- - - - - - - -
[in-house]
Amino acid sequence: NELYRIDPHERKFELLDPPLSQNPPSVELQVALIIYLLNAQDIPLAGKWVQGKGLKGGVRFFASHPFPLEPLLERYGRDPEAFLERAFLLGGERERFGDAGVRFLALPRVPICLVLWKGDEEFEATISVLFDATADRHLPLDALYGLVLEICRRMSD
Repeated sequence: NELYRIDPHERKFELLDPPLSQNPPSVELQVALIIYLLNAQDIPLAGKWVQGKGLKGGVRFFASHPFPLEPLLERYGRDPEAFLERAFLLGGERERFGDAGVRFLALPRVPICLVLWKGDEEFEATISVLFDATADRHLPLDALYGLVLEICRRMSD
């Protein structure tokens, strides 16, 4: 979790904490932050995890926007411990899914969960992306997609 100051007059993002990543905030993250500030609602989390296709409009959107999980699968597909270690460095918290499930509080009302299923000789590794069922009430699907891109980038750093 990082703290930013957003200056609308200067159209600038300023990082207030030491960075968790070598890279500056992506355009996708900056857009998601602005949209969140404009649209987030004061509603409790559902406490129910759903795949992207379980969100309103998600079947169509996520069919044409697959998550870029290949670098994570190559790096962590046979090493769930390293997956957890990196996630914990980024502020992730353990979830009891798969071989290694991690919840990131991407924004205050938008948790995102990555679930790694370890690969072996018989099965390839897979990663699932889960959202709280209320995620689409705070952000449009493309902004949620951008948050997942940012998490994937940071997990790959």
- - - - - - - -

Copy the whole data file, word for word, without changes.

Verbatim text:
[in-house]
Amino acid sequence: NELYRIDPHERKFELLDPPLSQNPPSVELQVALIIYLLNAQDIPLAGKWVQGKGLKGGVRFFASHPFPLEPLLERYGRDPEAFLERAFLLGGERERFGDAGVRFLALPRVPICLVLWKGDEEFEATISVLFDATADRHLPLDALYGLVLEICRRMSD
Repeated sequence: NELYRIDPHERKFELLDPPLSQNPPSVELQVALIIYLLNAQDIPLAGKWVQGKGLKGGVRFFASHPFPLEPLLERYGRDPEAFLERAFLLGGERERFGDAGVRFLALPRVPICLVLWKGDEEFEATISVLFDATADRHLPLDALYGLVLEICRRMSD
């Protein structure tokens, strides 16, 4: 979790904490932050995890926007411990899914969960992306997609 100051007059993002990543905030993250500030609602989390296709409009959107999980699968597909270690460095918290499930509080009302299923000789590794069922009430699907891109980038750093 990082703290930013957003200056609308200067159209600038300023990082207030030491960075968790070598890279500056992506355009996708900056857009998601602005949209969140404009649209987030004061509603409790559902406490129910759903795949992207379980969100309103998600079947169509996520069919044409697959998550870029290949670098994570190559790096962590046979090493769930390293997956957890990196996630914990980024502020992730353990979830009891798969071989290694991690919840990131991407924004205050938008948790995102990555679930790694370890690969072996018989099965390839897979990663699932889960959202709280209320995620689409705070952000449009493309902004949620951008948050997942940012998490994937940071997990790959």